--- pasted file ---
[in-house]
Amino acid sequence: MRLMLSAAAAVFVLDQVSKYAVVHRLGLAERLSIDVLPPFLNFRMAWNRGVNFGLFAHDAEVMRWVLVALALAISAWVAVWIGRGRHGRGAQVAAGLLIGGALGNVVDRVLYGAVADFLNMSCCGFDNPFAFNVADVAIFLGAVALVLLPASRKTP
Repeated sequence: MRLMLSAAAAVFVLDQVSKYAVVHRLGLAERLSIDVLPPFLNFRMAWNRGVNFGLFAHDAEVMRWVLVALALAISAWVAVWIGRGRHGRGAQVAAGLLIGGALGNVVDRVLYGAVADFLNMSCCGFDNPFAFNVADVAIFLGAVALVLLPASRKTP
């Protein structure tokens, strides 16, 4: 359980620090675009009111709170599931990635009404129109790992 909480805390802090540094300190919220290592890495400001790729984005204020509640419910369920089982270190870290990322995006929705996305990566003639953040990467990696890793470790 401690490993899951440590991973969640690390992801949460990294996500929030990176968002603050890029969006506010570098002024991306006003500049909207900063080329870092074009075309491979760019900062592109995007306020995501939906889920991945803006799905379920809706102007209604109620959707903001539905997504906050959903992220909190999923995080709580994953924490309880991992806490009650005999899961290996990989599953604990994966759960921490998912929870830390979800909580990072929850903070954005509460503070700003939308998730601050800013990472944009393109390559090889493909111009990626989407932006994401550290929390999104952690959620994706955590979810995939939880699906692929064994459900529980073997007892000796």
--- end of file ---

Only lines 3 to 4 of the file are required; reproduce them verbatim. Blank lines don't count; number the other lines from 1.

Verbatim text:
Repeated sequence: MRLMLSAAAAVFVLDQVSKYAVVHRLGLAERLSIDVLPPFLNFRMAWNRGVNFGLFAHDAEVMRWVLVALALAISAWVAVWIGRGRHGRGAQVAAGLLIGGALGNVVDRVLYGAVADFLNMSCCGFDNPFAFNVADVAIFLGAVALVLLPASRKTP
């Protein structure tokens, strides 16, 4: 359980620090675009009111709170599931990635009404129109790992 909480805390802090540094300190919220290592890495400001790729984005204020509640419910369920089982270190870290990322995006929705996305990566003639953040990467990696890793470790 401690490993899951440590991973969640690390992801949460990294996500929030990176968002603050890029969006506010570098002024991306006003500049909207900063080329870092074009075309491979760019900062592109995007306020995501939906889920991945803006799905379920809706102007209604109620959707903001539905997504906050959903992220909190999923995080709580994953924490309880991992806490009650005999899961290996990989599953604990994966759960921490998912929870830390979800909580990072929850903070954005509460503070700003939308998730601050800013990472944009393109390559090889493909111009990626989407932006994401550290929390999104952690959620994706955590979810995939939880699906692929064994459900529980073997007892000796």